In 1967 CBS aired a controversial episode of CBS Reports on a taboo subject at the time entitled, The Homosexuals. It was hosted by Mike Wallace and was the first national network documentary dealing with the topic of homosexuality. Originally proposed in 1964, it took three years, two producers and multiple revisions to complete.
It is fascinating to see how far American culture has come when watching this documentary. There is exclusive attention to gay men. At no point in the documentary are lesbian women mentioned. The otherworldly approach to the gay community is interesting. Homosexuality is explicitly and implicitly treated as an aberration, a condition, a desease, a syndrome or even a handicap. There is constant talk of treatment and cure and what parents can do to prevent it. The gay-rights movement was viewed as a conspiracy, a kind of mafia, a cosa nostra, as clannish.
Mike Wallace cites some statistics of the time. According to a 1967 CBS News survey, 90% of the American public viewed homosexuality as an illness, with two-thirds viewing homosexuals with disgust, discomfort or fear and one-in-ten viewing homosexuals with hatred. A majority of Americans favored legal punishment even for homosexual acts even performed in private.
At one point Wallace states,
The average homosexual, if there be such, is promiscuous. He is not interested in nor capable of a lasting relationship like that of a heterosexual marriage.
To get an idea of the disproportionate approach of the law at the time, a Judge James Brackston Craven of the Federal District Court in Charlotte, North Carolina appears saying,
Is there any public purpose served by a possible 60 year maximum or even 5 year minimum imprisonment of the occasional or one time homosexual without treatment? And if so, what is it? Are homosexuals twice as dangerous to society as second degree murderers? Is there any good reason why a person convicted of a single homosexual act with another adult may be imprisoned six times as long as an abortionist, twice as long as an armed bank robber, 730 times as long as the public drunk?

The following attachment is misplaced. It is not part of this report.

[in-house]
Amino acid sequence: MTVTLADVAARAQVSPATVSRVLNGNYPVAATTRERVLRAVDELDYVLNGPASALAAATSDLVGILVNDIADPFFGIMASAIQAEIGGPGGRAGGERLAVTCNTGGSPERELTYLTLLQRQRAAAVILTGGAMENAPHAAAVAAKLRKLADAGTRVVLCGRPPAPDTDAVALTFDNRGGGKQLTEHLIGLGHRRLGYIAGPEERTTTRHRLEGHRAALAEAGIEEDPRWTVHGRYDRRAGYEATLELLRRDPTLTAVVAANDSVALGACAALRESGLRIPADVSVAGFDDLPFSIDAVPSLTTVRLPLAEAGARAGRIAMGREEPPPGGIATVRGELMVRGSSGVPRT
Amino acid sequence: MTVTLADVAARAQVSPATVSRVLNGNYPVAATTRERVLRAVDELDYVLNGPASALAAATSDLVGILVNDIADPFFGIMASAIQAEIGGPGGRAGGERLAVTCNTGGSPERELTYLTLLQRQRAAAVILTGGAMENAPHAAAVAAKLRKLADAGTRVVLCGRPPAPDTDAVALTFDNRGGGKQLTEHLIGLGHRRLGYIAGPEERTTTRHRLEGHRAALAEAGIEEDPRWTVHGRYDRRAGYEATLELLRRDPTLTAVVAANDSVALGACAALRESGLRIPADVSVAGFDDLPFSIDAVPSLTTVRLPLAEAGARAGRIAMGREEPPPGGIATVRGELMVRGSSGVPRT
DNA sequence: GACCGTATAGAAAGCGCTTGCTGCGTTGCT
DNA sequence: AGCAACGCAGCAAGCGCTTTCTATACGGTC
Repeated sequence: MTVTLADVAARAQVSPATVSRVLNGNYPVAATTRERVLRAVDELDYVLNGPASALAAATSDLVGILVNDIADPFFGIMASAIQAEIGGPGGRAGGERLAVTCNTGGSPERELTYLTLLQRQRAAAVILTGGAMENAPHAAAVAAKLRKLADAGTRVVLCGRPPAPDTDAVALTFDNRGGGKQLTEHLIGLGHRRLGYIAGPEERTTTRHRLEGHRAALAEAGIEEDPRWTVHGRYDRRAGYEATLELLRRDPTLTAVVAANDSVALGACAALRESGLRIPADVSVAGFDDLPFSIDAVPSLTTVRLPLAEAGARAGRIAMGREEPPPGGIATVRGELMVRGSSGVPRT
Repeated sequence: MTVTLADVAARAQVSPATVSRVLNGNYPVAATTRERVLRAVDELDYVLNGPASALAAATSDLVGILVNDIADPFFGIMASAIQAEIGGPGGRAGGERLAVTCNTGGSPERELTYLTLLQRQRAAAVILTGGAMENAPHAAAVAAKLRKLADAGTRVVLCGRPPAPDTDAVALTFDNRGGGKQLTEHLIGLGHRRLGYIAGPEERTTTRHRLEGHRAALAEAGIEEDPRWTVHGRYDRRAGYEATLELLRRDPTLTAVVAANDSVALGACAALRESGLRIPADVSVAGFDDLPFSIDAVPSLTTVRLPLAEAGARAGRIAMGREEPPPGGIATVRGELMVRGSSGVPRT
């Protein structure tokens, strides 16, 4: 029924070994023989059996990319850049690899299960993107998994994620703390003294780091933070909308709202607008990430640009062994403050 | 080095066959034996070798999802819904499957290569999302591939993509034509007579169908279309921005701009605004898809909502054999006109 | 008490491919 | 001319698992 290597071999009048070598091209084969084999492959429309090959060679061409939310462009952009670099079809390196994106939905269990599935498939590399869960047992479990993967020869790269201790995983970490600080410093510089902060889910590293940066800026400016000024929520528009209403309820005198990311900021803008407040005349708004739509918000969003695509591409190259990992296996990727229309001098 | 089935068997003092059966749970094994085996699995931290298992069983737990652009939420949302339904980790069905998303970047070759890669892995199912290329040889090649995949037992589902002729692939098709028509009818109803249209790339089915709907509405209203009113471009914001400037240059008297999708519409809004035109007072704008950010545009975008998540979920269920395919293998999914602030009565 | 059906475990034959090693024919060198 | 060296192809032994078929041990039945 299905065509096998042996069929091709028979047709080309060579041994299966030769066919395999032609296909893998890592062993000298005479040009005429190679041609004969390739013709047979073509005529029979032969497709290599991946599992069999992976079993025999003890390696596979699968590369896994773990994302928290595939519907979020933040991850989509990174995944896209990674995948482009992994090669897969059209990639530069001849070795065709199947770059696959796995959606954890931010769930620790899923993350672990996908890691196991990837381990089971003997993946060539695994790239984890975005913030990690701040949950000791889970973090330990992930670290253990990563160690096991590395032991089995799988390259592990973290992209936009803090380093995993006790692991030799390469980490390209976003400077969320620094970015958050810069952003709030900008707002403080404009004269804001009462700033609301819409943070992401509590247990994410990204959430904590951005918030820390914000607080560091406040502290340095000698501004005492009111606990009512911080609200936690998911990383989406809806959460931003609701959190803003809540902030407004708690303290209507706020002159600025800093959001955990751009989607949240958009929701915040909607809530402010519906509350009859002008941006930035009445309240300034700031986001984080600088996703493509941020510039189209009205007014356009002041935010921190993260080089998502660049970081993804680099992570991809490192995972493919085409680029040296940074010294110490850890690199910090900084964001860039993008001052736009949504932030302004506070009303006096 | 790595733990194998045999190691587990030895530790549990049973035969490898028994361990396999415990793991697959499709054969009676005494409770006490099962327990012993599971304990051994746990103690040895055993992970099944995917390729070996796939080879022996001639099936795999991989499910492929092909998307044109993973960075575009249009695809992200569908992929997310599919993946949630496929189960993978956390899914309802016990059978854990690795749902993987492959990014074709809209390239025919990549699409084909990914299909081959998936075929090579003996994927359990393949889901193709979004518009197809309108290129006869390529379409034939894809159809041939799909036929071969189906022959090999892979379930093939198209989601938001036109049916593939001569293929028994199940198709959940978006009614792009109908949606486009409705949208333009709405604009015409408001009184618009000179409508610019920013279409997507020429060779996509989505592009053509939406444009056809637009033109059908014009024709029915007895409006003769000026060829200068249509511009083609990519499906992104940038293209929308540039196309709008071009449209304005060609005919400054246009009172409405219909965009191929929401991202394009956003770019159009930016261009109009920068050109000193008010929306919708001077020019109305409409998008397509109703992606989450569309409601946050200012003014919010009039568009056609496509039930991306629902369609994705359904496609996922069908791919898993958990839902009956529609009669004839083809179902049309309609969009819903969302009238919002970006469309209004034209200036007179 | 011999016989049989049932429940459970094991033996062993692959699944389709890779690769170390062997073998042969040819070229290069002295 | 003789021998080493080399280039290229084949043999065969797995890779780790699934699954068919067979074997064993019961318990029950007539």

Warren Adkins, who is in fact the prominent gay rights activist Jack Jichols, founder of the Mattachine Society, appears early saying,
The innermost aspects of a person’s personality is his sexual orientation, and I can’t imagine myself giving this up, and I don’t think most other people who are sure of their sexuality, whether they’re homosexuals or heterosexuals, can imagine giving that up either.
The great Gore Vidal is also interviewed offering a metacultural view,
We have a sexual ethic which is the joke of the world. We are laughed at in every country of the world for our attitudes toward sex. The United States is living out some mad Protestant 19th century dream of human behavior. Instead of saying, aren’t we wicked because we are at the highest divorce rate? Or aren’t we wicked because men like to go to bed with men and women like to go bed with women? Why not begin by saying that our basic values are all wrong. The idea of marriage is obsolete in our society. Everybody knows it. There are natural manogamers. There are people who indeed enjoy one another’s company, but can you imagine a man and a woman who are told that for 60 years they are going to have to live together and have sex only with one another? This is nonsense. Why not began by accepting the fact of what human beings really are, men and women, which is we are open. We have something André Gide referred to as “floating sensuality.” We can be aroused by this, by that, not necessarily by men, not necessarily by women. So let us begin with the reality of human relations and not start talking about moral fibre because we are not living out this mad 19th century dream of that everybody, we must, of Noah’s Ark and tombs, one male and one female and for 60 years in one another’s company. This is what’s at fault. This is breaking down. I think the so called breaking of the moral fibre of the country that these commentators speak of is one of the healthiest things that has begun to happen.
Wallace closes the documentary with the following,
The dilemma of the homosexual, told by the medial profession he is sick, by the law that he is a criminal, shunned by employers, rejected by heterosexual society, incapable of a fulfilling relationship with a woman and for that matter with a man. At the center of his life he remains anonymous, a displaced person, an outsider.
44 years later, we can look at all of this as an old attitude largely dead thanks to the efforts of so many men and women, gay and straight, who have tirelessly worked at moving the culture.